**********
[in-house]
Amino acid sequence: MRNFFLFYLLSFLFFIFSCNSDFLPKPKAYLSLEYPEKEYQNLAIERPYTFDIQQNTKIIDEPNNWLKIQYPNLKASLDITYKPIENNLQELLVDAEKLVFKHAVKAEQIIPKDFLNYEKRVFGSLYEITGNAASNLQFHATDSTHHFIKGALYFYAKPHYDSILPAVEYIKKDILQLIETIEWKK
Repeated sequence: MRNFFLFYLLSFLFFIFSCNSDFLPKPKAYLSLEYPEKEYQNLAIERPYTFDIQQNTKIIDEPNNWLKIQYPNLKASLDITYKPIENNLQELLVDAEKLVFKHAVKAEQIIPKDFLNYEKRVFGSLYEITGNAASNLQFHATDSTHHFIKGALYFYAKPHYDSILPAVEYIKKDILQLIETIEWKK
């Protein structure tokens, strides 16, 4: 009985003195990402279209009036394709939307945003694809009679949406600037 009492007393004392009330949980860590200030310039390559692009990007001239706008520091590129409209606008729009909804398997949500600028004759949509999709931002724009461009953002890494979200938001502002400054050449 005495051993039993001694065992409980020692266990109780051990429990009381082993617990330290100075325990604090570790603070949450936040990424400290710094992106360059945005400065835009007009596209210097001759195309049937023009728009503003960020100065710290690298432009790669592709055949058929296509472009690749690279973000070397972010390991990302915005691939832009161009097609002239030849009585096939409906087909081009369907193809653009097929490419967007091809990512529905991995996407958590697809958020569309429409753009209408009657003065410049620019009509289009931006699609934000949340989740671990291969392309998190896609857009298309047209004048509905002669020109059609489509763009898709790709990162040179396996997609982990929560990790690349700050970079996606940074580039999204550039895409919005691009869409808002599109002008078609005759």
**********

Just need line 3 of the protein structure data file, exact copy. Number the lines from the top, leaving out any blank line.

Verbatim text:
Repeated sequence: MRNFFLFYLLSFLFFIFSCNSDFLPKPKAYLSLEYPEKEYQNLAIERPYTFDIQQNTKIIDEPNNWLKIQYPNLKASLDITYKPIENNLQELLVDAEKLVFKHAVKAEQIIPKDFLNYEKRVFGSLYEITGNAASNLQFHATDSTHHFIKGALYFYAKPHYDSILPAVEYIKKDILQLIETIEWKK